The warm weather finally looks as if it is here to stay. So here's a little reggae to celebrate. Reggae is meant to be enjoyed while the sun shines and heat is all around. It may make you smile, it may make you dance –and here's hoping it will make you rejoice in these beautiful May days.
1. "African Holocaust" by Steel Pulse
Steel Pulse is arguably the most prestigious reggae act to come out of Britain. It has seen incredible success since forming in 1975. Steel Pulse has many unique accomplishments, including being the first reggae band to perform during presidential inaugural events in Washington, D.C., at the invitation of the Clinton administration. The band is strictly roots reggae and has a very smooth feel. "African Holocaust" showcases the band's talent for this style of reggae and includes a catchy chorus. The song speaks of persecution against Africans, though the song is most definitely upbeat and groovin'.
2. "King Without a Crown" by Matisyahu
Matisyahu is not a typical reggae artist. He combines reggae, rock and religious messages with the occasional beat box or rap. His distinct style has given him deserved popularity in recent years. When some people see a Hasidic Jew with a full beard singing reggae, they wonder if this young man is serious. He is. He is serious about his music and about his faith. "King Without a Crown" proves this. The song is about living a life with God and allowing him to fill one's life. Matis- yahu is not simply popular because he is different; he is popular because he is good at what he does: music.
3. "Youth Dem Cold" by Richie Spice
Richie Spice is a Kingston, Jamaica-based dance-hall success from a reggae family. His siblings seem to have all found their way into the music industry, and Spice got his start with their help. He first caught the eye of reggae fans in 2000 with "Grooving My Girl" and has had his fill of popularity since then. "Youth Dem Cold" is off Spice's 2007 album "In the Streets to Africa." It speaks of young people being the future and the need to educate them.
4. "Cocody Rock" by Alpha Blondy
Alpha Blondy was born in West Africa and has been a recording artist since 1982. He was known as the Bob Marley of Africa and became a huge international reggae star. He is known not only for his music but for his great charitable contributions and dedication to fighting injustice. In 2005, he was dubbed a United Nations ambassador of peace. "Cocody Rock" is one of the most popular Alpha Blondy songs and a song everyone sings along to when he plays live. It is simple and positive.
5. "1865 (96 Degrees in the Shade)" by Third World
Third World is a very popular roots reggae group that formed in the early 1970s and is still going today. "1865 (96 Degrees in the Shade)" is from the 1977 release "96 Degrees in the Shade" and is a Third World classic. It details fighting for freedom and being victimized but having hope that one day, true freedom will come.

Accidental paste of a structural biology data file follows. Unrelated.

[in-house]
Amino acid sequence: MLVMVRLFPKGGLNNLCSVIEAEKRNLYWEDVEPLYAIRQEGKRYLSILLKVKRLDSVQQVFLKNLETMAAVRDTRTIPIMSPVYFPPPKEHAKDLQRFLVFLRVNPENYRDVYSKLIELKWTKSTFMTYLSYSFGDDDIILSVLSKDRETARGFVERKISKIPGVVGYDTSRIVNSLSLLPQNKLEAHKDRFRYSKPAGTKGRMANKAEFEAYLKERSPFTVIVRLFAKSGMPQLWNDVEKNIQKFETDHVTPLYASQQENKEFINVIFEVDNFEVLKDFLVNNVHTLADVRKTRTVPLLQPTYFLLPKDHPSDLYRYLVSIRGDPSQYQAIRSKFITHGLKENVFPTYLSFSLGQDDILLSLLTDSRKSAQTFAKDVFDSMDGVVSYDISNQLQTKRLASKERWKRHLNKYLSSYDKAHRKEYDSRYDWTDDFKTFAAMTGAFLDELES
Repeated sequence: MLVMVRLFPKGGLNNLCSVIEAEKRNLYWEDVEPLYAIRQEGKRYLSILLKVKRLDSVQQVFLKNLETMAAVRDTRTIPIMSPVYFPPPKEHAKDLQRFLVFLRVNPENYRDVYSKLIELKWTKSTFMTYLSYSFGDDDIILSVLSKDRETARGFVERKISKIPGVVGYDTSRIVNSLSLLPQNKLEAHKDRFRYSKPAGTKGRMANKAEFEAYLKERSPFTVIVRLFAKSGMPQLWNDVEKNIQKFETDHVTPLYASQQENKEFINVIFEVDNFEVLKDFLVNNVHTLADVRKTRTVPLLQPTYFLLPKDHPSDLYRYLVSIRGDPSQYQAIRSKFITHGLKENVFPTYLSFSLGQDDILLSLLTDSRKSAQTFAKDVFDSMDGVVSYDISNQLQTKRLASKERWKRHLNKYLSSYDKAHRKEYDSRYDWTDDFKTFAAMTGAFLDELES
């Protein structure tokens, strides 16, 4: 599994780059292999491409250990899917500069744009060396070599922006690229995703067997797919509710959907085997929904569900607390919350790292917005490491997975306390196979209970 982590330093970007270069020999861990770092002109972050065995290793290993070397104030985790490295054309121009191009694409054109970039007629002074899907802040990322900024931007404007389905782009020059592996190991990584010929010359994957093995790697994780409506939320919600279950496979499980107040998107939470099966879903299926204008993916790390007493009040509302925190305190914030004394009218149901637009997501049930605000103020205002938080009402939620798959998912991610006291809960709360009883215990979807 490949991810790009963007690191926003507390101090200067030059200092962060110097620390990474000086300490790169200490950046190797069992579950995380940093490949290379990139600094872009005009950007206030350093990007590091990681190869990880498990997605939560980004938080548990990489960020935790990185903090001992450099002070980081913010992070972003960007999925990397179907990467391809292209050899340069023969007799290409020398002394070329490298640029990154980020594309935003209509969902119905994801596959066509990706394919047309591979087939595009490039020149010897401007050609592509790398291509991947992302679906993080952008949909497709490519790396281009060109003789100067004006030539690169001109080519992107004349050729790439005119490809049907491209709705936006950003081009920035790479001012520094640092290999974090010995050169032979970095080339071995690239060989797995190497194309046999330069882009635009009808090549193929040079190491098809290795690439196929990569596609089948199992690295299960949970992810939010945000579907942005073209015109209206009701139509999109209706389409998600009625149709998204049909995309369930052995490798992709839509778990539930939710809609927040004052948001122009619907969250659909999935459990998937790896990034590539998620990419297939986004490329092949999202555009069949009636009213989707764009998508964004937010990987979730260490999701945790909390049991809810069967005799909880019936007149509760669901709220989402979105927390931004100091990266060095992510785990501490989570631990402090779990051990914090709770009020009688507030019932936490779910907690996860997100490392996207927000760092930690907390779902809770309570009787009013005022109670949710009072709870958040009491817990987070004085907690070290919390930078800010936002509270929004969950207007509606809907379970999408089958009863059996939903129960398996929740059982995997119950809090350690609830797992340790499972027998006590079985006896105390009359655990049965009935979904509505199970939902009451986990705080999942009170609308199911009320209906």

6. "Reggae Revolution" by Ziggy Marley
Ziggy Marley is the eldest son of Bob and Rita Marley as well as a Grammy-winning reggae artist. He started out in a group called the Melody Makers, composed of his siblings, before launching a solo career. "Reggae Revolution" is a song from those days with the Melody Makers. It is about youths standing up for themselves. It is certainly fun and upbeat.
7. "Fire Pon Rome" by Anthony B
Anthony B was born and raised in Jamaica, and is a fairly prominent dance-hall and reggae musician. One of his favorite artists while growing up was Peter Tosh. The influence of Tosh can be recognized in Anthony B's music, specifically in his vocal delivery. Anthony B converted to the Rastafarian faith in his teenage years, and themes of his faith can be found throughout his music, along with political commentary. "Fire Pon Rome" exhibits both of these. It is an uplifting tune and rather mellow.
8. "Chase the Devil" by Max Romeo
Max Romeo is another Jamaican in the reggae industry. He is a roots reggae artist and has his share of politically charged songs. In 1972, one of Romeo's songs was chosen as the theme song for the People's National Party in Jamaica. Though Romeo has never received the kind of popularity the others on this playlist have, "Chase the Devil" was definitely a hit. It is about chasing Satan out of Earth. It is simple enough and pretty catchy.
9. "Roots, Rock, Reggae" by Bob Marley & the Wailers
Bob Marley is by far the most prestigious and well-known reggae performer ever. He has been dead for close to three decades, yet his popularity continues. His compilation album "Legend" is still selling well today after going 10 times platinum. This man is truly legendary and will no doubt continue to spread reggae and Jamaican flavor across the world. "Roots, Rock, Reggae" is a groovy song about listening to reggae and dancing along with it. It may not be the deepest of songs, but it's perfect for soaking up the May sun.
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